Everybody's always asking me, "how do you do it?". Being a single mother, working full-time, being frum, and all that...
Well, it's actually easy, as long as you have an extra twelve hours in your day. Which I don't, so I try to make an extra two or three extra hours in the day, and learn to cut corners.
My rules of thumb in the kitchen and around the house are:
- It's never easier in the morning / tomorrow.
- It's never easier when the kids are around.
- Remember that stuff psychologists say about how what's most important for kids is to feel loved, not to have a SuperMommy.
- Somebody is SuperMommy, but she is not me.
- Don't panic.
- I have a right to my feelings even if I am the only adult; I can be hungry/thirsty/tired if I need to be.
- If somebody will buy you a restaurant meal, accept it, even if you have to bring the kids along.
- Hashem Ya'azor (G-d will help); He never gives you a burden you cannot handle. We are all children to Him; we are all beautiful, cute, perfect, innocent (does this mean I can act as immature as I want???)... He is disappointed if we do something wrong, but is slow to anger and quick to forgive, just as we should be.
What we eat is mostly what I call "moderate vegetarian". We don't eat a lot of meat, not on principle, but because it's more difficult to prepare in a small kitchen (most of my kitchen is milchik) and because I don't think the "one meat meal a day" philosophy I was raised on is necessarily the healthiest.
We DO eat meat on Shabbos, though I have a bunch of pareve standbys for vegetarian guests. My mother laughed a while ago when she suggested going out to eat. Yerachmiel Meir (my son, aged 3 at the time) asked, "are we having fleishiks?", and I replied that we would be. He said, "why, is it Shabbos today?". The kids just accept that this is the way things are.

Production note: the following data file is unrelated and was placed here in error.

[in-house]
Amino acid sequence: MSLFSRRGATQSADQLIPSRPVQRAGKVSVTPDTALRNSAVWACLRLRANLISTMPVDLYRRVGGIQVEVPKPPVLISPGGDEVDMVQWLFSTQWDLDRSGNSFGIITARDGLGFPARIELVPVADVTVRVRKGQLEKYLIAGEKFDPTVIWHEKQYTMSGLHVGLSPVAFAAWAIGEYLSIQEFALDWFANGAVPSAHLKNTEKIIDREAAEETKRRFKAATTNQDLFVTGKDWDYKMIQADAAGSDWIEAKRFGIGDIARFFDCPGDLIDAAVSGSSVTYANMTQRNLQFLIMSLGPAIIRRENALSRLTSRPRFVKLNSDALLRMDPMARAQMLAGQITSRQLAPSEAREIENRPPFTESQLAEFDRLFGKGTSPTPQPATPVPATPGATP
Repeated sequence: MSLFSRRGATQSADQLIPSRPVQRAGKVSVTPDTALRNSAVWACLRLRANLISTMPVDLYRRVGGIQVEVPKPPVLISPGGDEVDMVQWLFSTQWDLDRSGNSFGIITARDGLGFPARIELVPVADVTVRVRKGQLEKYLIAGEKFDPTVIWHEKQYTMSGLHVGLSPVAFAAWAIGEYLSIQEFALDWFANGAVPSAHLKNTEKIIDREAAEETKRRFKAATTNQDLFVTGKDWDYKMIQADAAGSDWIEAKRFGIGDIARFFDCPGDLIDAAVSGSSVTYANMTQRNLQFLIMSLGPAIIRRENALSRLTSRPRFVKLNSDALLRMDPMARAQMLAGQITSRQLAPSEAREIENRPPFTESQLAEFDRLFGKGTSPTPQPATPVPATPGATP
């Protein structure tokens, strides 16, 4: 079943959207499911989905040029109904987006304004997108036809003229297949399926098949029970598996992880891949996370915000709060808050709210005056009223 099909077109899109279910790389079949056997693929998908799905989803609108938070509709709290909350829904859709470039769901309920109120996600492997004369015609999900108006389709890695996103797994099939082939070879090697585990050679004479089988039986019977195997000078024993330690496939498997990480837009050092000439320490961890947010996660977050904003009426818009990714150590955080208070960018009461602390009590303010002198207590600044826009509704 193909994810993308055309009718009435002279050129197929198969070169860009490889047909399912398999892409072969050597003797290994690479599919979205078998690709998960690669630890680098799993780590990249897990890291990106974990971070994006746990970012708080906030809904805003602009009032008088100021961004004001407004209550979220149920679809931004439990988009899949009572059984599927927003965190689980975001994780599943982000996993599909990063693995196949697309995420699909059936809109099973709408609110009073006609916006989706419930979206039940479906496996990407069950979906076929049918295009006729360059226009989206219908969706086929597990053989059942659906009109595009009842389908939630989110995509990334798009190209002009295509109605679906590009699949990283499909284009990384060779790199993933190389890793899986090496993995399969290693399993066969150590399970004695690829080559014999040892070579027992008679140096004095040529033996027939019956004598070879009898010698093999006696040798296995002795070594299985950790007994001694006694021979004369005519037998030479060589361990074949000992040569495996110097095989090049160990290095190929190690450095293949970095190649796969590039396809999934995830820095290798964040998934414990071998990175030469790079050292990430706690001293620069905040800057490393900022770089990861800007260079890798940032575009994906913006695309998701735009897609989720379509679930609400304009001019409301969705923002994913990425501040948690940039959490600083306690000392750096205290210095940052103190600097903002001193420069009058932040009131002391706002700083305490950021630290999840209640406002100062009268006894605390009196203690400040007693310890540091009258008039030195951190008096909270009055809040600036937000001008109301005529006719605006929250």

Anyway, they don't seem to LIKE meat that much, even the chicken and hamburger things that I might have assumed kids WOULD like. And even though their father was an avid meat-eater. The foods they like are the simplest to prepare, served not too hot, so they can be eaten right away.
This point was driven home one time, after a few weeks of my striving to make all sorts of fancy food for them (and me) that none of us was enjoying much. I had a rough day at work and decided to cave in and make macaroni and cheese, plain, straight from the box (a "luxury" item at nearly $1.50 Canadian!!). I made this up quickly and served it to the kids from a big pot in the centre of the table. Yerachmiel Meir started eating his and didn't look up from eating for quite a few minutes. When he finally did, he looked at me and said "this is good". Then a pause, then "it's VERY good". "Very, very good..." "mmmmmmm.....yummy!". The point was made. Keep it simple.
I haven't mentioned my daughter much here for the simple reason that her tastes in food are less developed than Yerachmiel's. BUT Elisheva Chaya has an uncanny knack for knowing what she likes and doesn't like before trying it. One time, I gave her a plate of salad and left her with it (Yerachmiel LOVES salad). I looked over to see that she was picking up each lettuce leaf daintily with her fingers and dropping it onto the floor, like it was something disgusting I'd accidentally left on her plate. She did the same thing with a piece of bologna-type sliced meat. Ironically, at less than 2 years of age, she knows quality; she will eagerly eat a similar slice of (expensive) smoked turkey breast!!
All of this silliness aside, however, she is usually quite easy to please, and is just now starting to get over a long-standing habit of referring to all food as a "cookie". This very evening we had quiche, which she called "cookie" ("egg cookie")... she eats meat cookies (if she has to), vegetable cookies, even COOKIE cookies (probably her favourite). Lately, I think she's been doing it just to tease me.
The way I cook: